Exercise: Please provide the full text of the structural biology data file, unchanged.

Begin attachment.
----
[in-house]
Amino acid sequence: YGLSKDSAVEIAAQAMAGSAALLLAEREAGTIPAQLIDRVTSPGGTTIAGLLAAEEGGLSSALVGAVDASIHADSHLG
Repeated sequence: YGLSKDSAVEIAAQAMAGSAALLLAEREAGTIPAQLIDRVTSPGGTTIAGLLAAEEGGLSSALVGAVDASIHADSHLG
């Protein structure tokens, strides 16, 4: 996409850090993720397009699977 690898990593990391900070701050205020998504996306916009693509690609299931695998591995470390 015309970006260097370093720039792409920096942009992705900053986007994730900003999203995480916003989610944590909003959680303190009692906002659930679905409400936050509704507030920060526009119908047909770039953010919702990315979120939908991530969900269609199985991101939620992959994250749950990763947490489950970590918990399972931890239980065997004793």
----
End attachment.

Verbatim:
[in-house]
Amino acid sequence: YGLSKDSAVEIAAQAMAGSAALLLAEREAGTIPAQLIDRVTSPGGTTIAGLLAAEEGGLSSALVGAVDASIHADSHLG
Repeated sequence: YGLSKDSAVEIAAQAMAGSAALLLAEREAGTIPAQLIDRVTSPGGTTIAGLLAAEEGGLSSALVGAVDASIHADSHLG
């Protein structure tokens, strides 16, 4: 996409850090993720397009699977 690898990593990391900070701050205020998504996306916009693509690609299931695998591995470390 015309970006260097370093720039792409920096942009992705900053986007994730900003999203995480916003989610944590909003959680303190009692906002659930679905409400936050509704507030920060526009119908047909770039953010919702990315979120939908991530969900269609199985991101939620992959994250749950990763947490489950970590918990399972931890239980065997004793």